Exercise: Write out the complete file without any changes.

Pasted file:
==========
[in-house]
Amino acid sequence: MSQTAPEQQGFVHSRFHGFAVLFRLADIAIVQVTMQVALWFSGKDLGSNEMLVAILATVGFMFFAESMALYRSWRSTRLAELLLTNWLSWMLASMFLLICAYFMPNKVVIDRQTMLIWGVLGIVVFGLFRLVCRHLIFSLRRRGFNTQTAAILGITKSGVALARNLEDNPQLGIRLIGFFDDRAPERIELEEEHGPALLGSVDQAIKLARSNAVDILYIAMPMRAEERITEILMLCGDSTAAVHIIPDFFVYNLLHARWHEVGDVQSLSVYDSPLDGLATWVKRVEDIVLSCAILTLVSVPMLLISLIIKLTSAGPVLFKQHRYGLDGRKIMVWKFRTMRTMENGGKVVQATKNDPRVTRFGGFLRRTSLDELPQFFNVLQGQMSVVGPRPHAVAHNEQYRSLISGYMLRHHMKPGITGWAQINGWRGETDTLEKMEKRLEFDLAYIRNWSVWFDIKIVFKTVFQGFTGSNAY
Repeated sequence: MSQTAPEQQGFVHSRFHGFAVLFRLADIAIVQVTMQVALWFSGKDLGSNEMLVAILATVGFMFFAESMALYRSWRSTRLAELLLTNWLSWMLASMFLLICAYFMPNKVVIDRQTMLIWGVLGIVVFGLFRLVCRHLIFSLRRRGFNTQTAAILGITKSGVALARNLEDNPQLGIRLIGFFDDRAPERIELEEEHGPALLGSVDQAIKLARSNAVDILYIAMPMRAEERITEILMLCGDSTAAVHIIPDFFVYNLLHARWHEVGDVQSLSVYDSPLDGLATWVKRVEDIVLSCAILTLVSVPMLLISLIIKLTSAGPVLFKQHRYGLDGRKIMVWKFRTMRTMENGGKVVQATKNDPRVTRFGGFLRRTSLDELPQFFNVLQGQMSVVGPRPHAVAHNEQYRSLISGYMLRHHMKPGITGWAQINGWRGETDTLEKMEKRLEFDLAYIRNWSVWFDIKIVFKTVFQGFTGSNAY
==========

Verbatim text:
[in-house]
Amino acid sequence: MSQTAPEQQGFVHSRFHGFAVLFRLADIAIVQVTMQVALWFSGKDLGSNEMLVAILATVGFMFFAESMALYRSWRSTRLAELLLTNWLSWMLASMFLLICAYFMPNKVVIDRQTMLIWGVLGIVVFGLFRLVCRHLIFSLRRRGFNTQTAAILGITKSGVALARNLEDNPQLGIRLIGFFDDRAPERIELEEEHGPALLGSVDQAIKLARSNAVDILYIAMPMRAEERITEILMLCGDSTAAVHIIPDFFVYNLLHARWHEVGDVQSLSVYDSPLDGLATWVKRVEDIVLSCAILTLVSVPMLLISLIIKLTSAGPVLFKQHRYGLDGRKIMVWKFRTMRTMENGGKVVQATKNDPRVTRFGGFLRRTSLDELPQFFNVLQGQMSVVGPRPHAVAHNEQYRSLISGYMLRHHMKPGITGWAQINGWRGETDTLEKMEKRLEFDLAYIRNWSVWFDIKIVFKTVFQGFTGSNAY
Repeated sequence: MSQTAPEQQGFVHSRFHGFAVLFRLADIAIVQVTMQVALWFSGKDLGSNEMLVAILATVGFMFFAESMALYRSWRSTRLAELLLTNWLSWMLASMFLLICAYFMPNKVVIDRQTMLIWGVLGIVVFGLFRLVCRHLIFSLRRRGFNTQTAAILGITKSGVALARNLEDNPQLGIRLIGFFDDRAPERIELEEEHGPALLGSVDQAIKLARSNAVDILYIAMPMRAEERITEILMLCGDSTAAVHIIPDFFVYNLLHARWHEVGDVQSLSVYDSPLDGLATWVKRVEDIVLSCAILTLVSVPMLLISLIIKLTSAGPVLFKQHRYGLDGRKIMVWKFRTMRTMENGGKVVQATKNDPRVTRFGGFLRRTSLDELPQFFNVLQGQMSVVGPRPHAVAHNEQYRSLISGYMLRHHMKPGITGWAQINGWRGETDTLEKMEKRLEFDLAYIRNWSVWFDIKIVFKTVFQGFTGSNAY